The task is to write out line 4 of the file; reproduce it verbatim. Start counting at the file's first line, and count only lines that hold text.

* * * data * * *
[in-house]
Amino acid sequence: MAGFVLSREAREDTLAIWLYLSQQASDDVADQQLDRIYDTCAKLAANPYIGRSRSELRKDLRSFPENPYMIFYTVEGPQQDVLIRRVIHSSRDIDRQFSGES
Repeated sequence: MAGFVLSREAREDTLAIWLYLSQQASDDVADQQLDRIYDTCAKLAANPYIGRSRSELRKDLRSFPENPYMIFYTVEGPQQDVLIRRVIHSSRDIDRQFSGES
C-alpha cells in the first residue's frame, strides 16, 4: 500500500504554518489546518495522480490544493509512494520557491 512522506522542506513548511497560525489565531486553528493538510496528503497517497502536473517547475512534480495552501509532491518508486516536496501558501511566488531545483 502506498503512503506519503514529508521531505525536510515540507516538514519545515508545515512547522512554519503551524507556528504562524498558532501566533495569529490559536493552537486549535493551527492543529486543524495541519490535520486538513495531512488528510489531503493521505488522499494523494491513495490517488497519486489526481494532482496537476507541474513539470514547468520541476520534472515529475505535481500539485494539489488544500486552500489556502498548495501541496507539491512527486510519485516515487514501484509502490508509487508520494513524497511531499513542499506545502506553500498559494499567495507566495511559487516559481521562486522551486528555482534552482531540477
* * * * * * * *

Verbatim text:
C-alpha cells in the first residue's frame, strides 16, 4: 500500500504554518489546518495522480490544493509512494520557491 512522506522542506513548511497560525489565531486553528493538510496528503497517497502536473517547475512534480495552501509532491518508486516536496501558501511566488531545483 502506498503512503506519503514529508521531505525536510515540507516538514519545515508545515512547522512554519503551524507556528504562524498558532501566533495569529490559536493552537486549535493551527492543529486543524495541519490535520486538513495531512488528510489531503493521505488522499494523494491513495490517488497519486489526481494532482496537476507541474513539470514547468520541476520534472515529475505535481500539485494539489488544500486552500489556502498548495501541496507539491512527486510519485516515487514501484509502490508509487508520494513524497511531499513542499506545502506553500498559494499567495507566495511559487516559481521562486522551486528555482534552482531540477